London: The U.K. suspended its extradition treaty with Hong Kong and placed it under an arms embargo in moves likely to significantly exacerbate a diplomatic spat with China after it imposed a new security law on the former British colony.
The moves are “a necessary and proportionate response,” U.K. Foreign Secretary Dominic Raab told the House of Commons on Monday. The suspension will stay “unless or until there are clear, robust safeguards which are able to prevent extraditions from the U.K. being misused under the new national security legislation,” he said.
Though halting the extradition pact and suspending arms sales is largely symbolic, it marks the latest condemnation by Boris Johnson’s government of Chinese conduct in Hong Kong, and will trigger anger in Beijing. It comes less than a week after the U.K. banned China’s Huawei Technologies Co. from next-generation wireless networks on security grounds and follows London’s invitation to as many as 3 million Hong Kongers to apply for British citizenship.
“This embargo means there will be no export of weapons from the U.K. to Hong Kong of potentially lethal weapons and ammunition,” Raab said. “It will also mean a ban on any equipment, not already banned, that might be used for internal repression such as shackles, intercept equipment, firearms and smoke grenades.”
Speaking to reporters in Beijing on Monday before Raab’s statement, Foreign Ministry spokesman Wang Wenbin accused the U.K. of “brutal” meddling in China’s internal affairs and urged the British government to halt its “wrong words and actions.”
The diplomatic row with China has come at an inopportune time for Johnson, who is trying to reset the U.K.’s ties with the rest of the world after divorce from the European Union this year. His government wants to secure free-trade deals with countries around the world as it seeks to deliver the benefits it promised from Brexit.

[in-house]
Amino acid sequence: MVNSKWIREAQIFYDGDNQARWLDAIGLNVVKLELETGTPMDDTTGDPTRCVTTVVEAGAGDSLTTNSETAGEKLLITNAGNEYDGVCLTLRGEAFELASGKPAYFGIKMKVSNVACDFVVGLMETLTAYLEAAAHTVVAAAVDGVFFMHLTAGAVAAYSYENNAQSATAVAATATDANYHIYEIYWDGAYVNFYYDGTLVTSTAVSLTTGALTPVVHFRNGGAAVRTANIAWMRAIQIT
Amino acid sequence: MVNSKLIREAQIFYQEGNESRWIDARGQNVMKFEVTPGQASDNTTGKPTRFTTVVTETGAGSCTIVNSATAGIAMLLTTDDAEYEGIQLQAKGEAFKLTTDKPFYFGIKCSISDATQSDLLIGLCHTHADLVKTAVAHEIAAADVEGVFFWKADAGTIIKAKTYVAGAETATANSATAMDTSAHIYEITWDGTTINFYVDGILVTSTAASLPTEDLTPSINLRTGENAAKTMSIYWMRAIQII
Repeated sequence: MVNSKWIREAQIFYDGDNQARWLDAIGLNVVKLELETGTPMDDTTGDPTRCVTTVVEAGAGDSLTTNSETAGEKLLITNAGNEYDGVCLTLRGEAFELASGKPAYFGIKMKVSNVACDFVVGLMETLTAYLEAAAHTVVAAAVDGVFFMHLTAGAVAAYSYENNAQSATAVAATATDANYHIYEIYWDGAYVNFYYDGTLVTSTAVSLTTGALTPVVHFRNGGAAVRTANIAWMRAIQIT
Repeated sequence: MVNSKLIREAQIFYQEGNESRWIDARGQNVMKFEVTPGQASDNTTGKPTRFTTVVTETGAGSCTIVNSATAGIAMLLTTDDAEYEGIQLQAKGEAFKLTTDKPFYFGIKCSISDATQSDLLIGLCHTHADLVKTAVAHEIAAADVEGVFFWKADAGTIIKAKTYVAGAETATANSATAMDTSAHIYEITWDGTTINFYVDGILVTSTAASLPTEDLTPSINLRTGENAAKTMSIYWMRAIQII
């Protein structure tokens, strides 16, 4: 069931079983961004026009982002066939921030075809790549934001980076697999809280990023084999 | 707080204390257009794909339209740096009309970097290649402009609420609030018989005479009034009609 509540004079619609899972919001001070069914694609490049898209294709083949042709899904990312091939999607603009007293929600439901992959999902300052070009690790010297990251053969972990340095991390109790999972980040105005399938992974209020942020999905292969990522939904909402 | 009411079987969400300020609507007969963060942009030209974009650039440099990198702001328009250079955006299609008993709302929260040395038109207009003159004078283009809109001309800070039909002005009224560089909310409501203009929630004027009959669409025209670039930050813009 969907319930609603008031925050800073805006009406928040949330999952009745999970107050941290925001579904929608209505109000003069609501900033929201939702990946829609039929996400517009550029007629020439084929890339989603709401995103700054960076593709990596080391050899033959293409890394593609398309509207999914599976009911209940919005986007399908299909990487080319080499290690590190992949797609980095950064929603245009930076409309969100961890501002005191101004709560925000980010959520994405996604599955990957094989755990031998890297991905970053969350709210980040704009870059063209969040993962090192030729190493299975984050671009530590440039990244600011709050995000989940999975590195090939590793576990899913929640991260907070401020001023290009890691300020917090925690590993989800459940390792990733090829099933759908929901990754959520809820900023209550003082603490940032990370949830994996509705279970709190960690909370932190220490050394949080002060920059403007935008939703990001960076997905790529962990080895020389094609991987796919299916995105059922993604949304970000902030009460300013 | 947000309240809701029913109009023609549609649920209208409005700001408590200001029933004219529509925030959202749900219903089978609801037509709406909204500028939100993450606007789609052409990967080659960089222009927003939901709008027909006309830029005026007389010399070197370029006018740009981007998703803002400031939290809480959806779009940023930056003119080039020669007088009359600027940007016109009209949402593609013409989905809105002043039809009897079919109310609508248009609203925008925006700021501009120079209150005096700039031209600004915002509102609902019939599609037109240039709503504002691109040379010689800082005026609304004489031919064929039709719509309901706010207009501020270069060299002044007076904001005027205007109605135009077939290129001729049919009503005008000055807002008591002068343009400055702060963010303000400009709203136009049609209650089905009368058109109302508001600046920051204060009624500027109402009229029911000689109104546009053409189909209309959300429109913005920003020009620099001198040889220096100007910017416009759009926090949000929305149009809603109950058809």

But the prime minister is facing extreme pressure on his China policy both from lawmakers in his own Conservative Party and from overseas, especially U.S. President Donald Trump.
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It was the Trump administration’s sanctions on Huawei that finally led to the U.K. banning the company from its 5G networks. That followed repeated warnings from Washington., which is embroiled in a long-running trade stand-off with Beijing, that it would halt intelligence-sharing if London didn’t fall into line.
The pressure from the U.S. is unrelenting. Secretary of State Michael Pompeo visits London this week to meet Raab and U.K. lawmakers to discuss a range of topics, including “the fact that China now concerns everyone,” Conservative lawmaker Bob Seely said in an interview.
Meanwhile a growing number of Tory MPs, like Seely, are pressuring Johnson to rethink the U.K.’s relationship with China over its behavior in Hong Kong, reports of human rights abuses in Xinjiang and its handling of the coronavirus outbreak.
They’re clearly influencing government. In a Sky News interview on Sunday, Raab was asked if the U.K. and China still enjoy a “golden era” of diplomatic relations — a term coined just five years ago by then Prime Minister David Cameron.
“It’s not a phrase I would use,” Raab said.
Chinese officials have also warned of the consequences for the U.K. if it treats China as a “hostile” partner. Chinese Foreign Ministry spokeswoman Hua Chunying said last week that the U.K. government has a choice: “Will it remain independent or will it become a catspaw for the U.S.?”
Johnson told broadcasters on Monday he wants a “calibrated” policy toward China and won’t be pushed into being a “knee-jerk Sinophobe on every issue.” Britain is concerned about Hong Kong and the “rights of the people of Hong Kong to participate in democratic processes,” he said.
According to U.K. Home Office figures, between 2016 and 2019 there were only two extraditions completed from Hong Kong to the U.K. and none in the opposite direction. Between 2010 and 2015 there was one extradition from the U.K. to Hong Kong, and one the other way.
“China is a giant fact of geopolitics; it’s going to be a giant factor in our lives in the lives of our children and our grandchildren,” Johnson said. “So we’ve got to have a calibrated response and we’re going to be tough on some things, but also we’re going to continue to engage.” –Bloomberg
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